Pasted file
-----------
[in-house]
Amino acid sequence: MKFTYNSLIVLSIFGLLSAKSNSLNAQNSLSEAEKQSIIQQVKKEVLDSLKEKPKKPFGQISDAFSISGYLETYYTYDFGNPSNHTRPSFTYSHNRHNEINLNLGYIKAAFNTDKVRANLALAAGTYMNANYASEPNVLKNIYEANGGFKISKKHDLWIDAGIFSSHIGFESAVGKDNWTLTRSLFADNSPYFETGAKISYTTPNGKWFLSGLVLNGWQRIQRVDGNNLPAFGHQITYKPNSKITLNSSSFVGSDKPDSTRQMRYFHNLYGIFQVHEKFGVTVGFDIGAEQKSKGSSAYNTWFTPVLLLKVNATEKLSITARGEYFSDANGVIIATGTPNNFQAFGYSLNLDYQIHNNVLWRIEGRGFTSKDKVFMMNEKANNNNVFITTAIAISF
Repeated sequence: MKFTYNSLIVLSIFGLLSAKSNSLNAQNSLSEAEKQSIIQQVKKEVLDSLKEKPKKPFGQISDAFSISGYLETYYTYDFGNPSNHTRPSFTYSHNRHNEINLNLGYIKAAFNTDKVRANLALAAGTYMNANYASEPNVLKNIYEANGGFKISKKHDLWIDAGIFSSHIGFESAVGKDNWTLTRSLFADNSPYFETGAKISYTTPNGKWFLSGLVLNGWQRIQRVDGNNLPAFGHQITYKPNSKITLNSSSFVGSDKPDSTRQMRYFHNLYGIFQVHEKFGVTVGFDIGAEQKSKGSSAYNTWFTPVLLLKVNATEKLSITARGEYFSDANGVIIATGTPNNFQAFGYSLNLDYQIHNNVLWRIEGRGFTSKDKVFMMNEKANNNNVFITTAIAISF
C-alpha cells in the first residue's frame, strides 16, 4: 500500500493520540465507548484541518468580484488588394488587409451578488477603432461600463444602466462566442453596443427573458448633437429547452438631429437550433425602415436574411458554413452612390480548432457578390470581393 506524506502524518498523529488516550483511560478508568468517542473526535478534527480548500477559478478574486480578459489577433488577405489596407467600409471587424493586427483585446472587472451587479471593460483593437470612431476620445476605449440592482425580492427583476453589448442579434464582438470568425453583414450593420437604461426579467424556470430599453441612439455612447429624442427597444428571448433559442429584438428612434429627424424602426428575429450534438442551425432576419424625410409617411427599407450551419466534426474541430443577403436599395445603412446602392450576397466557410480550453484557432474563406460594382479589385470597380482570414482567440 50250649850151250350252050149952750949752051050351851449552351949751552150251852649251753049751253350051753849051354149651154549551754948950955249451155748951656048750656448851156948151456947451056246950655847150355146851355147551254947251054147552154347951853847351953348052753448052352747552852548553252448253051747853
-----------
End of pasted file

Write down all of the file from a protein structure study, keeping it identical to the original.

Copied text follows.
[in-house]
Amino acid sequence: MKFTYNSLIVLSIFGLLSAKSNSLNAQNSLSEAEKQSIIQQVKKEVLDSLKEKPKKPFGQISDAFSISGYLETYYTYDFGNPSNHTRPSFTYSHNRHNEINLNLGYIKAAFNTDKVRANLALAAGTYMNANYASEPNVLKNIYEANGGFKISKKHDLWIDAGIFSSHIGFESAVGKDNWTLTRSLFADNSPYFETGAKISYTTPNGKWFLSGLVLNGWQRIQRVDGNNLPAFGHQITYKPNSKITLNSSSFVGSDKPDSTRQMRYFHNLYGIFQVHEKFGVTVGFDIGAEQKSKGSSAYNTWFTPVLLLKVNATEKLSITARGEYFSDANGVIIATGTPNNFQAFGYSLNLDYQIHNNVLWRIEGRGFTSKDKVFMMNEKANNNNVFITTAIAISF
Repeated sequence: MKFTYNSLIVLSIFGLLSAKSNSLNAQNSLSEAEKQSIIQQVKKEVLDSLKEKPKKPFGQISDAFSISGYLETYYTYDFGNPSNHTRPSFTYSHNRHNEINLNLGYIKAAFNTDKVRANLALAAGTYMNANYASEPNVLKNIYEANGGFKISKKHDLWIDAGIFSSHIGFESAVGKDNWTLTRSLFADNSPYFETGAKISYTTPNGKWFLSGLVLNGWQRIQRVDGNNLPAFGHQITYKPNSKITLNSSSFVGSDKPDSTRQMRYFHNLYGIFQVHEKFGVTVGFDIGAEQKSKGSSAYNTWFTPVLLLKVNATEKLSITARGEYFSDANGVIIATGTPNNFQAFGYSLNLDYQIHNNVLWRIEGRGFTSKDKVFMMNEKANNNNVFITTAIAISF
C-alpha cells in the first residue's frame, strides 16, 4: 500500500493520540465507548484541518468580484488588394488587409451578488477603432461600463444602466462566442453596443427573458448633437429547452438631429437550433425602415436574411458554413452612390480548432457578390470581393 506524506502524518498523529488516550483511560478508568468517542473526535478534527480548500477559478478574486480578459489577433488577405489596407467600409471587424493586427483585446472587472451587479471593460483593437470612431476620445476605449440592482425580492427583476453589448442579434464582438470568425453583414450593420437604461426579467424556470430599453441612439455612447429624442427597444428571448433559442429584438428612434429627424424602426428575429450534438442551425432576419424625410409617411427599407450551419466534426474541430443577403436599395445603412446602392450576397466557410480550453484557432474563406460594382479589385470597380482570414482567440 50250649850151250350252050149952750949752051050351851449552351949751552150251852649251753049751253350051753849051354149651154549551754948950955249451155748951656048750656448851156948151456947451056246950655847150355146851355147551254947251054147552154347951853847351953348052753448052352747552852548553252448253051747853